Every year, as the holiday season gets into full swing, the number of robberies and house burglaries increases. For years we have been warned not to leave boxes and other packaging from expensive and large purchases where they are easily seen by passers-by. There are other things you can do to help make the holidays safer for yourself and your family. A few extra minutes can make the difference between a happy holiday and one full of fear because your home has been entered.
The Bloomington Police Department suggests that you engrave valuables with a number that is unique to you alone. They do caution not to use your social security number, however. Having this number where it can be seen by possible thieves can make them think twice before taking that item.
Whether you are leaving the house or coming home, have the necessary key ready. Don’t stand outside digging in your purse or pocket for the key as this gives potential burglars time to attack and grab the key.
Keep your home occupied
At least, make it appear that someone is home. Leave a radio or television turned on and have at least timers set for turning lights on and off. If you are gone for two or more days, have a neighbor collect your mail and newspaper and hire someone to keep your walk shoveled to make it appear someone is home.
The Seattle Police Dept. suggests putting an anti-theft device on your car or setting the alarm every time you park it. They also advise people to install ADT Security Systems in Seattle Washington. Skilled burglars only need ten minutes to clean your house out.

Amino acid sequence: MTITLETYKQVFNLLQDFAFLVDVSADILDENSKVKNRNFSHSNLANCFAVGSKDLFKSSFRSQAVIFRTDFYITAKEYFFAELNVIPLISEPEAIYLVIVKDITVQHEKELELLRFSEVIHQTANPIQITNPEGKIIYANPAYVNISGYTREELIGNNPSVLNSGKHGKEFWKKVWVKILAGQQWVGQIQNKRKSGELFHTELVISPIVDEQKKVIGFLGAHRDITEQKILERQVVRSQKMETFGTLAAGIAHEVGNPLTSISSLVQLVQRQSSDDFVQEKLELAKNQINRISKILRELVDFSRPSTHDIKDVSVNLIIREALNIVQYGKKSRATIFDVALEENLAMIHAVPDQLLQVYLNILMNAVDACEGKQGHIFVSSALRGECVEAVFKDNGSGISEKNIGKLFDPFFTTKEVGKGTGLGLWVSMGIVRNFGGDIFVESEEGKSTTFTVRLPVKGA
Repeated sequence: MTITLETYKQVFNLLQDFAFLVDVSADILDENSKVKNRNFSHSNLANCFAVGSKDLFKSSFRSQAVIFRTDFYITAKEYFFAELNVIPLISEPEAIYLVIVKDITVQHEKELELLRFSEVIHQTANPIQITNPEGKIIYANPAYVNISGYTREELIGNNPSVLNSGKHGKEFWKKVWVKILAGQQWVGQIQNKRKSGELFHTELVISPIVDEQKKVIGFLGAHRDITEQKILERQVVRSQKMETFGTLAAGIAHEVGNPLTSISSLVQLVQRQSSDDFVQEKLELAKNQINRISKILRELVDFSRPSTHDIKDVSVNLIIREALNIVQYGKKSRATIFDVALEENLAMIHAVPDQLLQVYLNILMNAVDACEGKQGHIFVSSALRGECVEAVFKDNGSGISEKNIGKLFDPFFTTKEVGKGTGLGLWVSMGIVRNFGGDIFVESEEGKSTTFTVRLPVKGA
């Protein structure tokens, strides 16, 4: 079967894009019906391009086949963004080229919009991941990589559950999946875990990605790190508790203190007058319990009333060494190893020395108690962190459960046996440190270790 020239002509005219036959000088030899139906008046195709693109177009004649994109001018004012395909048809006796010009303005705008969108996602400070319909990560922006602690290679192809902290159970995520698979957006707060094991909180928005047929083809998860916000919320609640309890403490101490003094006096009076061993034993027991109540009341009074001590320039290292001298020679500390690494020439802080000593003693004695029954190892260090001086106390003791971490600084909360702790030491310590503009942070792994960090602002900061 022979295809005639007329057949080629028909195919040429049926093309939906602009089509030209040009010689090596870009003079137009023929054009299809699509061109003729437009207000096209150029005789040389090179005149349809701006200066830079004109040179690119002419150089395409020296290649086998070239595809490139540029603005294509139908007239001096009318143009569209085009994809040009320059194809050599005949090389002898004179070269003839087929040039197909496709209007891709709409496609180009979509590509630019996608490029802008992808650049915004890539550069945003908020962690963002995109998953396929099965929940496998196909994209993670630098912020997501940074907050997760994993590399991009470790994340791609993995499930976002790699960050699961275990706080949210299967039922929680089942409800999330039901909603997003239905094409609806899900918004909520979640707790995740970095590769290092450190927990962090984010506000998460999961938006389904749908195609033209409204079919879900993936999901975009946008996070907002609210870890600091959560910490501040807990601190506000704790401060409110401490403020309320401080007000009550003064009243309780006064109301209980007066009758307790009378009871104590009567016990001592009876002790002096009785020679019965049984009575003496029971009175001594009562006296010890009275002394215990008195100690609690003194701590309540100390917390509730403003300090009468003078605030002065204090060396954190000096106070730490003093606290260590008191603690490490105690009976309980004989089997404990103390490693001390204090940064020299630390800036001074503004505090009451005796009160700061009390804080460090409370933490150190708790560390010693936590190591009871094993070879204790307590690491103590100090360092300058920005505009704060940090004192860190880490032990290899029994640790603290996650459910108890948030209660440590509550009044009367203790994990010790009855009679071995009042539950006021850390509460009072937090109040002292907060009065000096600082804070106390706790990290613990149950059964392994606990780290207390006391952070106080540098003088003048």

Where’s your tree
If you tend to put presents under your tree throughout the season, place your tree where it is not easily seen through the window. The temptation of all those presents under the tree could be the deciding factor for a would-be burglar.
Don’t carry so many packages at once that you are unable to get a clear view all around you. It is necessary to stay watchful at all times when you are out during the holiday season. Be wary of any strangers who approach you while out as many times, thieves will work as a team, with one person distracting you as the other steals what they can.
Strangers at the door
If you don’t know the person ringing your doorbell, insist on seeing identification and verification of where the visitor is from before opening your door. Even opening it a little can give someone a chance to get their foot inside and force their way in.
Report suspicious people
If you notice a strange car parked in the neighborhood, especially with the driver just sitting in it, or a person who seems to be behaving suspiciously, such as walking past the same house several times or slowing down and looking at each of the houses, don’t hesitate to call the police and have them check the person out. While it could be nothing, it could also be someone casing the neighborhood for an opportunity.
Follow your instincts
If someone or something does not feel correct to you, trust yourself. You know you didn’t leave a certain light on and it is on now? Don’t enter the house. If you hear a noise in the night that sounds like a person inside, even if your alarm doesn’t sound, don’t investigate. It is much safer to call for help and find it isn’t necessary than it is to investigate a “harmless noise” and find out it is a burglar.